FDA Panel Backs Proposed Epilepsy Drug Derived From Cannabis

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An advisory panel to the Food and Drug Administration recommended the agency approve what could become the first prescription drug in the U.S. derived from the marijuana plant, as a treatment for people with rare forms of epilepsy.

A committee on Thursday voted 13-0 that the risk-benefit profile was favorable for GW Pharmaceuticals GWPH 1.79% PLC’s drug, cannabidiol, to treat seizures associated with Lennox-Gastaut syndrome or Dravet syndrome in patients 2 years of age and older. The rare disorders involve frequent or difficult-to-treat seizures, often afflicting children.

The FDA is expected to decide by the end of June whether to approve the drug for sale. The agency isn’t required to follow the advice of its advisory committees but usually does. GW Pharmaceuticals proposes to call the drug by the brand name Epidiolex.

Cannabidiol is derived from the cannabis plant, also known as marijuana. U.K.-based GW Pharmaceuticals says the solution, taken by mouth, is made from a proprietary strain of cannabis designed to maximize a therapeutic component while minimizing components that produce euphoria. GW Pharmaceuticals grows the plants in the U.K.

In company-sponsored clinical studies, cannabidiol reduced the frequency of patients’ seizures. In one study of 120 children and young adults with Dravet syndrome, cannabidiol reduced the median frequency of convulsive seizures to 5.9 a month from 12.4 before treatment, while patients getting a placebo saw minimal reductions, according to results published last year in the New England Journal of Medicine.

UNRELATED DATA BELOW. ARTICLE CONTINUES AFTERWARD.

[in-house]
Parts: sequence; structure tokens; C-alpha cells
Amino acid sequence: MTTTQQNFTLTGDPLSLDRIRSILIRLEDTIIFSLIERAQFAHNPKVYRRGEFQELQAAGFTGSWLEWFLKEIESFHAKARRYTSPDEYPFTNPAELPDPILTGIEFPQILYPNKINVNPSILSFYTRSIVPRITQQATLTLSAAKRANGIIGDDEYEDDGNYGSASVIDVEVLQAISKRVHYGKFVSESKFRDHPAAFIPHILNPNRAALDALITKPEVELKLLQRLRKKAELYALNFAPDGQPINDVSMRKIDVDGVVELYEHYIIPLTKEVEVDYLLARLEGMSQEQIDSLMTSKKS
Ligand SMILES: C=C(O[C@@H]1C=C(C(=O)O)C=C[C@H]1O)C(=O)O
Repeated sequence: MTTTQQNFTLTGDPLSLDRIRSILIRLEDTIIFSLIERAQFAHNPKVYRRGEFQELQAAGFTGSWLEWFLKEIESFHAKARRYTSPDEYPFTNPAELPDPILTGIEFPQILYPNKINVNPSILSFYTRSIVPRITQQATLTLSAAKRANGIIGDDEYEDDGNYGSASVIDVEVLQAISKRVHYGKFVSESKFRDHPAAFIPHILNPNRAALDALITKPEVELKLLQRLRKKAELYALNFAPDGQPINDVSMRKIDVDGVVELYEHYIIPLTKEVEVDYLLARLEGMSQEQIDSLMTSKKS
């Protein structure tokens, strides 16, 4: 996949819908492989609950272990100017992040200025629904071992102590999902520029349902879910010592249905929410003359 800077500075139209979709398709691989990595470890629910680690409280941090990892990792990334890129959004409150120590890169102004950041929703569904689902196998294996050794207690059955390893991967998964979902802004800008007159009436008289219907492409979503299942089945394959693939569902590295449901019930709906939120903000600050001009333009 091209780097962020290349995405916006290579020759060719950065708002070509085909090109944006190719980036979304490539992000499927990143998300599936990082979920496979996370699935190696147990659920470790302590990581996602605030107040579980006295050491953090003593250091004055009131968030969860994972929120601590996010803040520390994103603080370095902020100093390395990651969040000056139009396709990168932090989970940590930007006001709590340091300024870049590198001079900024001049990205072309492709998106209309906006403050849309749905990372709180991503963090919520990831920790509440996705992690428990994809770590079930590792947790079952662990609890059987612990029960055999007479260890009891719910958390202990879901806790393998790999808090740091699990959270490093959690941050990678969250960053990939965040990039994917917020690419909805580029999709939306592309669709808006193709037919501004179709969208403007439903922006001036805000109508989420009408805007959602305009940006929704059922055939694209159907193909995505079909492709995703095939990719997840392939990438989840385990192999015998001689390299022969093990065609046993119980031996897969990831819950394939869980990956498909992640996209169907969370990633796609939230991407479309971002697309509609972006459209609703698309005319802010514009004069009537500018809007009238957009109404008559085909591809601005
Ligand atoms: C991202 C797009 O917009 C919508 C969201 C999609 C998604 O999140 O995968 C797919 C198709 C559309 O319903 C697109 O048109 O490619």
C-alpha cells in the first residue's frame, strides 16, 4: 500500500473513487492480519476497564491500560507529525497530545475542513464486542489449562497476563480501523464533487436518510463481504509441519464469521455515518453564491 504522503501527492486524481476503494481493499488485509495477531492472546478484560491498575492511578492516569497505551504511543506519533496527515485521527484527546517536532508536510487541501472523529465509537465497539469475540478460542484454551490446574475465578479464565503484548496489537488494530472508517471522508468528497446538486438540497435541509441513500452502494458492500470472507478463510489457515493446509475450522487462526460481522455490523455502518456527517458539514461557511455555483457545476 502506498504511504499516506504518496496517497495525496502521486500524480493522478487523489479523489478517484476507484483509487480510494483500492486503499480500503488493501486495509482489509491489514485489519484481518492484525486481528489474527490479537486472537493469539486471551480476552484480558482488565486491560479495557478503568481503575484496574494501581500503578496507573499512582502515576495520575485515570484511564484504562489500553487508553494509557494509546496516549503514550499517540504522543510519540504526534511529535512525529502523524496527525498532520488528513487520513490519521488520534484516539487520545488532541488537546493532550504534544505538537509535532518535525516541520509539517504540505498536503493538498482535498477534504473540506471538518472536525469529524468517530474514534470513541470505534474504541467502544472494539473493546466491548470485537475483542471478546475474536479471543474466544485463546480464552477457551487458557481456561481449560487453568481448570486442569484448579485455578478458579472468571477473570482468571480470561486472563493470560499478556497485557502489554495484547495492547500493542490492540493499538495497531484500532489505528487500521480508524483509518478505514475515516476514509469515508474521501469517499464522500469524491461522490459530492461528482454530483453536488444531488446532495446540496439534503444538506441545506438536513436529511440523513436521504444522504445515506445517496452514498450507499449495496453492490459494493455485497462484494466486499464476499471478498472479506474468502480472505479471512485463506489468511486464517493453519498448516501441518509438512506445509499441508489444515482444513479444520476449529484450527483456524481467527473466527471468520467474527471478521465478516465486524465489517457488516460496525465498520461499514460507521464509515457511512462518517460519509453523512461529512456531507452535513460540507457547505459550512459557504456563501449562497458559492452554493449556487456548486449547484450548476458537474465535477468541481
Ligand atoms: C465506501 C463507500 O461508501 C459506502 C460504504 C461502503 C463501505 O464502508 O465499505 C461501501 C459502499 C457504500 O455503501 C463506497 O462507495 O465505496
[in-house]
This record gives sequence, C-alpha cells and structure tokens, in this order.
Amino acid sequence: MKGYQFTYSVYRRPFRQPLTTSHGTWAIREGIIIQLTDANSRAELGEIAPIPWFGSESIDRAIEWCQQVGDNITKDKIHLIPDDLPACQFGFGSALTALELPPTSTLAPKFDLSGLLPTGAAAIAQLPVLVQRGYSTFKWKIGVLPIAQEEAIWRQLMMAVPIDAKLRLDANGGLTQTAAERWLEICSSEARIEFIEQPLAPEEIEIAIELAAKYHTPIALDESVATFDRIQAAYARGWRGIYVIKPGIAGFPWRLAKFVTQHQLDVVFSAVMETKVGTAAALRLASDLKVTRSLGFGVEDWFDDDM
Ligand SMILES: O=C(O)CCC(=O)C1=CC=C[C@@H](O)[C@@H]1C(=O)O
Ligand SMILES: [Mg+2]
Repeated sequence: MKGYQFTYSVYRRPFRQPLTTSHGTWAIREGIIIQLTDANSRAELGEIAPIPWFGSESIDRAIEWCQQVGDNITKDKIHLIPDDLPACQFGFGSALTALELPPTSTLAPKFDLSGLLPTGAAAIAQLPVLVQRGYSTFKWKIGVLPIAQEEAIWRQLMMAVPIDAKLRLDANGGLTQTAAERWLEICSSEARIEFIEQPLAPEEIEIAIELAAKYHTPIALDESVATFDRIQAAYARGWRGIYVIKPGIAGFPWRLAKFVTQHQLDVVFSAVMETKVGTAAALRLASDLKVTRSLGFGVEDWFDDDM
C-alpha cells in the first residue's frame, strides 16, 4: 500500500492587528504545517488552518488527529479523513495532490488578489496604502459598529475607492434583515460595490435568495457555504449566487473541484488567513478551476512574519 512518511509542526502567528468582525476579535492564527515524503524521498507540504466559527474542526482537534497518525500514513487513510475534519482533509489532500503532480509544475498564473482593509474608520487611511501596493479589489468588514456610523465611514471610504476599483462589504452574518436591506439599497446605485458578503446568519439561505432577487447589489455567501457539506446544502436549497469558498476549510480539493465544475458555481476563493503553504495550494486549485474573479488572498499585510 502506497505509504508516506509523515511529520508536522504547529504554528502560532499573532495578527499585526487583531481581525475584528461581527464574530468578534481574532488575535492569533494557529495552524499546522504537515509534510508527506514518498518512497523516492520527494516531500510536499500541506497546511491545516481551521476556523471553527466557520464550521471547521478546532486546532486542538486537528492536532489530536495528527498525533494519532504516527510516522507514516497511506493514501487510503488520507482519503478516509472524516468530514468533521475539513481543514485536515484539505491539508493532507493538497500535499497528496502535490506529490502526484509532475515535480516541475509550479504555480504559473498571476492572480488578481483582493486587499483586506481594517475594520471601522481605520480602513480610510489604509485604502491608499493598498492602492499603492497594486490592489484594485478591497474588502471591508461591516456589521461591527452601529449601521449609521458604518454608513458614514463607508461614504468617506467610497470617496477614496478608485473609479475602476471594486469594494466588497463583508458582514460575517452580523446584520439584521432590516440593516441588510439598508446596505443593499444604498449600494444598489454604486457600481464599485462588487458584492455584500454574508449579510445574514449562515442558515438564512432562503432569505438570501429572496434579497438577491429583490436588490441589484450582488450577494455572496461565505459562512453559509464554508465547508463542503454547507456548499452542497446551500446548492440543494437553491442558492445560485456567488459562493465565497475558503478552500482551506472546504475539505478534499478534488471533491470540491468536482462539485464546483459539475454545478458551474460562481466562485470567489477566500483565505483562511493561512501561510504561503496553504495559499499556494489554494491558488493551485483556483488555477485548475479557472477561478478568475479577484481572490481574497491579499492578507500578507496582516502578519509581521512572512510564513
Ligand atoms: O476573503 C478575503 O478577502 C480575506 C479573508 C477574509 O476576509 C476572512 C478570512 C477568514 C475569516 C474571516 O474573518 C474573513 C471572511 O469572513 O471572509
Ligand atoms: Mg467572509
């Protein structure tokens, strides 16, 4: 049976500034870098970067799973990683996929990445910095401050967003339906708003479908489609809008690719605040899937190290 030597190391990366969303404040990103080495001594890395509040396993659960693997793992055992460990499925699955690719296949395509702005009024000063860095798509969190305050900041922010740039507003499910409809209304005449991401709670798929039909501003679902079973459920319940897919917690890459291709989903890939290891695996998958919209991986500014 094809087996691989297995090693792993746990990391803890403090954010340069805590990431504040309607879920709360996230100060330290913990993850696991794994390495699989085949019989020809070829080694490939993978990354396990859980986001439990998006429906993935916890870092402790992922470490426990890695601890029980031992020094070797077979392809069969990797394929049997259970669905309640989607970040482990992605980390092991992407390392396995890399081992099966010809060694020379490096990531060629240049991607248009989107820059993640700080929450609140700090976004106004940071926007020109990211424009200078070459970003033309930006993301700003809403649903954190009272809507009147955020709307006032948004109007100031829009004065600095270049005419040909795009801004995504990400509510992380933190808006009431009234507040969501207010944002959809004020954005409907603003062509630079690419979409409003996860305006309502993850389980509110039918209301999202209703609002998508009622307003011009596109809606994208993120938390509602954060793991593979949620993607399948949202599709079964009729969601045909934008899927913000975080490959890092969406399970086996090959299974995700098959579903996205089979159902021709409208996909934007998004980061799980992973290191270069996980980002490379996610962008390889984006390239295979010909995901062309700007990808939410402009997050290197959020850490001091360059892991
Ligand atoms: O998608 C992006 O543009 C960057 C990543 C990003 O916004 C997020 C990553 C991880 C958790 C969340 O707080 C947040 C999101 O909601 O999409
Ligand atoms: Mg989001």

The drug is associated with some adverse events, including gastrointestinal problems and abnormal liver-function test results. But FDA officials on Thursday said they believed the risks were manageable if cautionary language is placed in the drug’s prescribing label, and if the agency monitors liver risk after the drug is on the market.

FDA officials also said the drug doesn’t appear to have abuse potential, citing minimal reports of euphoria in patients who took the drug in clinical studies.

Several parents of children with epilepsy testified before the panel, saying cannabidiol helped reduce seizures and improve quality of life.

“I think the case has been made, and there’s obviously a real need and safety concerns are negligible,” said FDA committee member Harriet de Wit, a professor in the department of psychiatry and behavioral neuroscience at the University of Chicago.

Write to Peter Loftus at peter.loftus@wsj.com

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